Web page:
How long does the process take to get the book set up to for the printers?
JD: Once the actual work is done and lettered it typically takes anywhere from a month to a few days to get quotes, and then another month or so to set everything up to move out to the printers. Working as I do now: mainly digital and doing my own printing when I can, which is often, it can take up to a week to get everything together and printed up. It all depends on what I’m looking to do and what type of printing I’m aiming for. Offset printing will take longer, and digital will take less time.
JD: I have a bunch of them and I can’t honestly say that any one is bigger than the others so here are the top guys on my list in no particular order. For writing prose: Roger Zelazny, H.P. Lovecraft, Frank Herbert, Dennis L. Mckernian, Harlan Ellison, Isaac Asimov, Fritz Leiber, Clive Barker, and many, many more.
For comics: Frank Miller, Alan Moore, Bill Mantlo, Walter Simonson, Dave Sim, Matt Wagner, Bill Willingham, Neil Gaiman, Roy Thomas, JM DeMatias and again many more that are slipping my mind.
Right on. How about video games? While I’m not eager to date myself, I’ve got to say that the first time I laid eyes on your anthropomorphic characters I experienced a 16-bit Breath of Fire II flashback from those halcyon days of yore when Super Nintendo reigned supreme.
JD: No, I can’t say that I was influenced by any video games. The Diablo series of games I would say would be the only line of games that I can say interested me enough to stick around; it’s because of that series of games that I don’t play video games any more. I can be obsessive at times and I was with Diablo II. I had to make the hard decision to give up on video games in order to have more time to write.
Many years ago, Dreamweaver Press was known as Golden Realm Unlimited. What brought about the change?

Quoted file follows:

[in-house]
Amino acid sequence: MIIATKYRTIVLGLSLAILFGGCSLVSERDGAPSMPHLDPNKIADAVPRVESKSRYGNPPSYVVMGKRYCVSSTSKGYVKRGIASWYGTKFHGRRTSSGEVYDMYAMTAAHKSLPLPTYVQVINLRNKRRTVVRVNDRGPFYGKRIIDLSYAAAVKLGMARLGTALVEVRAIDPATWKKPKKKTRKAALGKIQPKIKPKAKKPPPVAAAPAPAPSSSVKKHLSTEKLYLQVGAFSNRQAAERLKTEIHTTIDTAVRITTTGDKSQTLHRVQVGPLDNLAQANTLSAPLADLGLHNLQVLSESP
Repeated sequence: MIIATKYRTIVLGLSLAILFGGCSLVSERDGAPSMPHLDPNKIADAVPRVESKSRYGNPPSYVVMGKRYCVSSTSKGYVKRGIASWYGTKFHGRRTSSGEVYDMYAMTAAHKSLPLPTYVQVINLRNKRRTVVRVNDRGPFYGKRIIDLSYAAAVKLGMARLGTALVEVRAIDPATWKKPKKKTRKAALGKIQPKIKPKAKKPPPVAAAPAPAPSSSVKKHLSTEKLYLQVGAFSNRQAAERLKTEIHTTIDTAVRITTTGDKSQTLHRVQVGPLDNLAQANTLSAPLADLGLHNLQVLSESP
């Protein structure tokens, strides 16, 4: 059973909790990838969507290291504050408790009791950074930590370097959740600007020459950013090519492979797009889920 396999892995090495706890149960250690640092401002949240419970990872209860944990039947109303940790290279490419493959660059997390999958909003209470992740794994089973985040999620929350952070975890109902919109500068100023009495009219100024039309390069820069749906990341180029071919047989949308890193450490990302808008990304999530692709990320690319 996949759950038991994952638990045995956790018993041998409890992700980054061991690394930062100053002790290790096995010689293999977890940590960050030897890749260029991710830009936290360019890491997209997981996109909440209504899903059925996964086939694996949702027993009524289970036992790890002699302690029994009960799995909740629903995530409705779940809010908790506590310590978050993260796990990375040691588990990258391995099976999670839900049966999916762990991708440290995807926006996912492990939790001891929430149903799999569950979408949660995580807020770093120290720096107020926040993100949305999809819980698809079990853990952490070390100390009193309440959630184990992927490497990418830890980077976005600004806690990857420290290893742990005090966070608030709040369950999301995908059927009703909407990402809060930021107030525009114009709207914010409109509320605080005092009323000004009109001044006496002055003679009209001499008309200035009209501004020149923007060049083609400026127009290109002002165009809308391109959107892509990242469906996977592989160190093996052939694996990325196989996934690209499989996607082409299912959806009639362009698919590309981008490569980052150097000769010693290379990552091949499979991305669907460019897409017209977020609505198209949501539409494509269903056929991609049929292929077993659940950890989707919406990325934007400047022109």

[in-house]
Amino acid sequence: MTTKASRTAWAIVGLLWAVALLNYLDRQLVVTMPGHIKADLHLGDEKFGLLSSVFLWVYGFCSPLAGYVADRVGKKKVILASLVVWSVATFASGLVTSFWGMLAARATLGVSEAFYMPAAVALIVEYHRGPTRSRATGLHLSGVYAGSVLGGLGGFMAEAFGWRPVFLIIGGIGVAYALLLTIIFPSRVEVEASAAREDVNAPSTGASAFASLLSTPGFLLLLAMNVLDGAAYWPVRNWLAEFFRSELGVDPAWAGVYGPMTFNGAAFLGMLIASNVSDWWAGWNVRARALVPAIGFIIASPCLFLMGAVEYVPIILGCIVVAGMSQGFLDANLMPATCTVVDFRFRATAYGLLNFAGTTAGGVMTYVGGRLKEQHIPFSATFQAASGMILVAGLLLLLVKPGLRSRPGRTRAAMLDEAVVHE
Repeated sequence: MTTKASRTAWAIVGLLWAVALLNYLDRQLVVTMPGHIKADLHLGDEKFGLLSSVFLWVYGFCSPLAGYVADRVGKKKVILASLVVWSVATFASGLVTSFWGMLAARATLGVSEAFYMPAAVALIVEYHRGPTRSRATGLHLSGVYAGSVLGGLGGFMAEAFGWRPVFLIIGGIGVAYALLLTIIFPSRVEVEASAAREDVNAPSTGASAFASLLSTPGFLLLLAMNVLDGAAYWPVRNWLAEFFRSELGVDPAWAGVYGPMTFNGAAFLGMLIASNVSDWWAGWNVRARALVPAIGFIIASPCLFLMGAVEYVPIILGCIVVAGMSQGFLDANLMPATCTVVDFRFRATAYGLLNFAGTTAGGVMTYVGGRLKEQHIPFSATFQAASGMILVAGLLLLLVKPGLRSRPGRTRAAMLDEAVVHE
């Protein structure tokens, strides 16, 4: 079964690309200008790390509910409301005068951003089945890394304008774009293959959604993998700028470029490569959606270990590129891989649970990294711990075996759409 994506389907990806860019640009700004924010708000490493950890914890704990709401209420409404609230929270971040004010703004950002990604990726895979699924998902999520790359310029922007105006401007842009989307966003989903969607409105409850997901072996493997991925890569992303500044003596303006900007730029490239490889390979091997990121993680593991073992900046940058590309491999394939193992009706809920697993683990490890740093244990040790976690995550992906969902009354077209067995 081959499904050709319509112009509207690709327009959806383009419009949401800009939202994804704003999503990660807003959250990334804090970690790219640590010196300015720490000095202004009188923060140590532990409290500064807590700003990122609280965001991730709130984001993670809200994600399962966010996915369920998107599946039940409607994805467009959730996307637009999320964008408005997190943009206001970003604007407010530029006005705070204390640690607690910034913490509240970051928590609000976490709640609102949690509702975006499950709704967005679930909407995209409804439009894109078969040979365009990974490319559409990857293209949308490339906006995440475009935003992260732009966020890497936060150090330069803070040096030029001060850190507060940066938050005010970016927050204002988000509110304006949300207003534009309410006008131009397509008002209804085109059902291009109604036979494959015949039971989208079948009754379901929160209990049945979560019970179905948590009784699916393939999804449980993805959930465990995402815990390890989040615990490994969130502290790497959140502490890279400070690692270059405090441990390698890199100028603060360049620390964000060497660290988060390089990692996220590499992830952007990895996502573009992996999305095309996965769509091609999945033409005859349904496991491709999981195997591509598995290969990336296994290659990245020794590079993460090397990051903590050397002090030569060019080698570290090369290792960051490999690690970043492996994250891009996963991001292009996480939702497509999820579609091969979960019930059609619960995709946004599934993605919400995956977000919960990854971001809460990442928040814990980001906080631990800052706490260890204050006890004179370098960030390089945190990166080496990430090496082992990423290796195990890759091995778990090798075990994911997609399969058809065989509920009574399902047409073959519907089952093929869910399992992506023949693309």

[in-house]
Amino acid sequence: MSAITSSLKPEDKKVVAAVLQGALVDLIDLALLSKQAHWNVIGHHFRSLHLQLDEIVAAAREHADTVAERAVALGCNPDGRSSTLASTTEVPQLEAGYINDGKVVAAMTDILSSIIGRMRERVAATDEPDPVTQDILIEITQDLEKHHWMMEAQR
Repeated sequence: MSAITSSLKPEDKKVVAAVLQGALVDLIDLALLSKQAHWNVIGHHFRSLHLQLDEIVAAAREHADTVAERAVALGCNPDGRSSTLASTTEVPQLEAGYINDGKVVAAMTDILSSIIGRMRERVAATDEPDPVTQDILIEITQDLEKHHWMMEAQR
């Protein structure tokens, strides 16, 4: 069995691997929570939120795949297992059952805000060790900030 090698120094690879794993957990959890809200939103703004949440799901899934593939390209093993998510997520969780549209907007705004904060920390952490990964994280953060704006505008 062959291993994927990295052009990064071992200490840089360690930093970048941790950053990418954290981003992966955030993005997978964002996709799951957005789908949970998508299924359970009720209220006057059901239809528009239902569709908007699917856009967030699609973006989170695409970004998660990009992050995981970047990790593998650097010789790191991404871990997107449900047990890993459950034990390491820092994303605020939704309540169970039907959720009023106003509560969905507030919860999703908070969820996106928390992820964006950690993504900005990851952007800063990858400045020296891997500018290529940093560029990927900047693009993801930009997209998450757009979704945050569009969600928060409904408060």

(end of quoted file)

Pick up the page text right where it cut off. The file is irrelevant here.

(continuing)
JD: GRU was our genesis. It’s where we learned how to create comics. Dream Weaver Press represents me, and my partner in crime Daphne Lage, moving on. When we were GRU we were working with a bunch of close friends, many of whom moved on to other fields within the art world, while Daphne and I kept on with comics and graphic storytelling.
You’ve been publishing steadily for a long time. What was the toughest year you can remember, and why?
JD: Probably the year we came to the conclusion that Golden Realm Unlimited had to be shut down. That had more to do with all of us growing up and realizing that it was tough to make a buck as indie guys and that we needed to somehow make something of ourselves. Now that means different things for different people, but for me, I wanted to create comics and so I continued. The others moved on to TV broadcasting, CG effects for Hollywood films, architecture, advertising, and medical illustration, you name it.
While the title “self-publisher” surely describes you well, you have also spent some time working for others in a professional capacity. You’ve worked on some adult comics, and also on manga projects like Tenchi Muyo! Could you briefly describe a day in the adult comic industry?
JD: There really wasn’t much to it to be honest with you. I would get up write and send it in for approval. That was about it. What’s more interesting was how I got the job. Now, at the time GRU had been dissolved, Daphne and I had promised to keep Tall Tails going while the others went on their way.
Then the intrepid Matt Lundsford went off and got a job illustrating a book for another indie press (which he wasn’t happy doing because the pay wasn’t steady and the story wasn’t something he was enjoying) so he was looking for more work and he was approached by CPM to illustrate an adult book. I remember when he first told me about it, I looked down my nose at him with a sneer and said “Adult comics, the nerve!” I look back at that time and laugh at how naïve I was, because a few months later he approached me and told me they were looking for a writer to produce original stories for the line, and at the time
I was thinking of getting a real job, and oh the dread. I thought about it for about 3 seconds and I told him to throw my name in the hat. I got the interview and on the strength of the work we did at GRU they gave me the job. Now all of that may sound pretty pedestrian, but what I find interesting about the whole thing is that ya, I got the job due to some prior work, but I really got the job because I was brought in, which is how I think many positions are filled on company owned books.
And lastly, are you truly the king of one dollar poker tables?
JD: I was for about two years. I have to take that down, because I haven’t played a round in a few years. I stopped because it was eating away at my promotion and writing time, but the real nail in the coffin was the US government coming in and shutting down those sites. It’s a shame, really, because I was able to fund some of the books from my winnings. I just hope someday they legalize it and maybe I’ll start playing again. We’ll see.
JD Thank you for taking the time for this interview and best wishes.
The Oswald Chronicles